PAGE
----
Trump Impeachment Is Most Popular Solution Among Americans, Poll Says

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President Donald Trump waves as he walks on South Lawn of the White House in Washington, D.C., before his departure to Camp David, on August 25. The latest Harvard-Harris poll shows impeaching Trump is the most popular response to his controversial actions, but he retains support in some key fields. Yuri Gripas/Reuters

Most people in a new survey said the best response to Donald Trump’s actions while president would be to impeach him or otherwise remove him from office.

Harvard University’s Center for American Political Studies and research marketing firm Harris Insights and Analytics this week published the results of their monthly national poll, in which respondents were given three choices for how to deal with the president: 43 percent said he should be impeached or otherwise removed from office, while 42 percent said nothing should be done and 12 percent said he should be censured by Congress.

Related: Why Trump impeachment talk is dangerous, according to Obama adviser David Axelrod

Amid multiple investigations into whether Trump’s campaign colluded with Russia, a series of high-level administration dismissals and recent polarizing remarks on the violence in Charlottesville, Virginia, talk of removing the president has increased, and some politicians have already begun the process or declared their intentions to do so. Many Trump supporters and critics, however, have warned of dire consequences for the country should such an action occur.

RTS1DCHI President Donald Trump waves as he walks on South Lawn of the White House in Washington, D.C., before his departure to Camp David, on August 25. The latest Harvard-Harris poll shows impeaching Trump is the most popular response to his controversial actions, but he retains some support in some key fields. Yuri Gripas/Reuters

“Try to impeach him. Just try it. You will have a spasm of violence—an insurrection—in this country like you have never seen before.... Both sides are heavily armed, my friend,” Roger Stone, an outspoken onetime Trump consultant who previously worked on campaigns to elect Richard Nixon and Ronald Reagan, told TMZ Wednesday.

David Axelrod, a former advisor to President Barack Obama, said that same day on CNN,: “I think we have to be very, very careful when we have these discussions because we have a system, a constitutional system, and if people get a sense that there is some extraordinary measure that’s going to be taken to effect what they would view as a bloodless coup.”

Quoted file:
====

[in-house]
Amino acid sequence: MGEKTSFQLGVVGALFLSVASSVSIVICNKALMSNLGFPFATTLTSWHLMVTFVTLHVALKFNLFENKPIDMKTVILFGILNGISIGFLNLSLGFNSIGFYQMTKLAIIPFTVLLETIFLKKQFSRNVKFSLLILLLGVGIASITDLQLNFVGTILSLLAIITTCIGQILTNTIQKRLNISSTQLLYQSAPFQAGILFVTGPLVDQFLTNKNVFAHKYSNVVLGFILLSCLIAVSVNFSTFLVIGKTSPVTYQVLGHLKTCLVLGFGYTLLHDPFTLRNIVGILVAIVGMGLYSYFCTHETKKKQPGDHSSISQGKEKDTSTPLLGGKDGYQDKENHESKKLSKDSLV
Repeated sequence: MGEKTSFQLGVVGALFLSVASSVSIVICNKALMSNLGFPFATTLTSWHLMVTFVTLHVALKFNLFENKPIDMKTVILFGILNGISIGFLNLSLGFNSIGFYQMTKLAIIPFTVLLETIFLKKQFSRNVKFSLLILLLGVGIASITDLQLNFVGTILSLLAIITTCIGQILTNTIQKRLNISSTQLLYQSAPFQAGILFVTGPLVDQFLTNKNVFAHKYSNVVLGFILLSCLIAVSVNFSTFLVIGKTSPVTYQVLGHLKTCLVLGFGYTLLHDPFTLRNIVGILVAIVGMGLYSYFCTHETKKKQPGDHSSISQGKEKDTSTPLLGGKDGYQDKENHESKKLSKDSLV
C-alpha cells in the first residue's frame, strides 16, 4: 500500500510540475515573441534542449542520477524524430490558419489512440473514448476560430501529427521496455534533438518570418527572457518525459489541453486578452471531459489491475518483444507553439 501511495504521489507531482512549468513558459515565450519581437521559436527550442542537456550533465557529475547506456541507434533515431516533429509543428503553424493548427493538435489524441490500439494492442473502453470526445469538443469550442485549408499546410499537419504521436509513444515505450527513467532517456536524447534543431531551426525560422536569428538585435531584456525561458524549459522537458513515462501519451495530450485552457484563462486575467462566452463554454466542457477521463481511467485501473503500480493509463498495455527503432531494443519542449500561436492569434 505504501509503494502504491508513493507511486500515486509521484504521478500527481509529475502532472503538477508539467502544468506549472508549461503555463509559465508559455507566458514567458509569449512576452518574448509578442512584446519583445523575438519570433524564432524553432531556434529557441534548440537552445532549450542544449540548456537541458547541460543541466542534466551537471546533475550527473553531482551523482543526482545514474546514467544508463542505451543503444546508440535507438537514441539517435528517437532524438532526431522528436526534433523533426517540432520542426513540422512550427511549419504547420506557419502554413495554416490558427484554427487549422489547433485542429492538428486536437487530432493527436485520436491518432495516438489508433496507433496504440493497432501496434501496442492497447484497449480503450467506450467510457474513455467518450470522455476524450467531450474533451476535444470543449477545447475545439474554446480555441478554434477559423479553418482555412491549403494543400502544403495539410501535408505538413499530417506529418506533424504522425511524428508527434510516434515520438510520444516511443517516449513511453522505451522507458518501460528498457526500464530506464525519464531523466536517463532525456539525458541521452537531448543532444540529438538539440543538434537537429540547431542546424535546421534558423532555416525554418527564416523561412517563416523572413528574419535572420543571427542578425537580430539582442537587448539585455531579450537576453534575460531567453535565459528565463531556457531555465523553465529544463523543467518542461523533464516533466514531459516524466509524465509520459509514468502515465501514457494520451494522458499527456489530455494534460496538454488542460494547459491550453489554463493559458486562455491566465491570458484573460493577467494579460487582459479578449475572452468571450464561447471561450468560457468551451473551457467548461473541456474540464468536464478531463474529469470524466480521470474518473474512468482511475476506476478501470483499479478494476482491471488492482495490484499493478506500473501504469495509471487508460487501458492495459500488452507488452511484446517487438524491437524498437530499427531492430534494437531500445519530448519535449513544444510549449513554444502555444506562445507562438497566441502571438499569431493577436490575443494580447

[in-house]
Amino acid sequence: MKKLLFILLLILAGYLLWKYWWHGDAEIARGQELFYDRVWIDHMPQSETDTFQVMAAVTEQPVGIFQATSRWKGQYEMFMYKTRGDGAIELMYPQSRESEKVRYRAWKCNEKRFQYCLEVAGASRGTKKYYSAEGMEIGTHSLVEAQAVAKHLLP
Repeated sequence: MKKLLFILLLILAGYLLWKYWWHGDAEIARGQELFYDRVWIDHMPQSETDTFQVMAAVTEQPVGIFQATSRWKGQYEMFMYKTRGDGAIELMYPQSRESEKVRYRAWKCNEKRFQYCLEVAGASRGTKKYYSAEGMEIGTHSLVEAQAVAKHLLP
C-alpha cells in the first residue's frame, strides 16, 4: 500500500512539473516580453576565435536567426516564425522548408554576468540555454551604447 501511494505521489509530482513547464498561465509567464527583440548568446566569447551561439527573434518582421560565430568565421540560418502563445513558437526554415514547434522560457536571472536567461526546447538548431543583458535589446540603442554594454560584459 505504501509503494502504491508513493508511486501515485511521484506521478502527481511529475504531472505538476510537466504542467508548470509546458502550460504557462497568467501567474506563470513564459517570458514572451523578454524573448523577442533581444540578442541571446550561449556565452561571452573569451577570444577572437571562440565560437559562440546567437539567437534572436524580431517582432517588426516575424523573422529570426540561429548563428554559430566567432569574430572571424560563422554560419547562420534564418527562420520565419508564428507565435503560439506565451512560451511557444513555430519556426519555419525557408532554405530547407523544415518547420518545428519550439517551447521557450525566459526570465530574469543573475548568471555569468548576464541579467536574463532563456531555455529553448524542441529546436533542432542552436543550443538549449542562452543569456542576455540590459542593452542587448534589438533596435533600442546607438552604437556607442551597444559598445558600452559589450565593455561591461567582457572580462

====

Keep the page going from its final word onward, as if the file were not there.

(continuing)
While Republican control of Congress seriously diminishes Trump’s threat of impeachment, the Public Religion Research Institute said his odds of being kicked out grew to 40 percent this month, NBC reported. Another institution, Irish bookmaker Paddy Power, placed the chances of Trump quitting before being removed at 60 percent and has collected the bets to back it up. Further speculation has been fueled by Democratic Representative Steve Cohen of Tennessee, who announced last week he planned to articles of impeachment.

Cohen's move came in response to Trump’s comments on a white nationalist attack on counterprotesters opposed to a far-right rally in Charlottesville earlier this month that left one woman dead and others injured. Trump stated that there was “violence” and "blame on both sides,” ignoring calls from both Democrats and Republicans to single out the far-right demonstrators.

Wednesday’s Harvard-Davis poll shows, however, that Trump’s decision to condemn both sides was actually preferred by most respondents. A majority of 51 percent responded by saying the president was correct for “blaming all sides” rather than “singling out white nationalist groups as the cause of violence.”​

GettyImages-834214540 Anti-Trump demonstrators hold banners during a rally to support Democratic Congressman Brad Sherman’s move to impeach President Donald Trump, in Los Angeles, on August 17. MARK RALSTON/AFP/Getty Images

The survey also showed that most rejected another reason that many are calling for Trump’s removal: the ongoing investigations into his ties to Russia. Officials have long accused Trump of illicitly working with Moscow to secure the victory over his opponent, Democrat Hillary Clinton, in the 2016 race. The investigations have resulted in the dismissals of a number of high-level figures within Trump’s circle, but have not yet produced any credible evidence that implicates the president himself. According to the Wednesday’s poll, 60 percent said the continued investigations were hurting, not helping, the country.

Wednesday’s poll also showed that, while the majority of respondents opposed Trump’s immigration strategy, approach to foreign affairs and overall administration of the government, they did back his efforts to stimulate job growth, improve the economy and fight terrorism.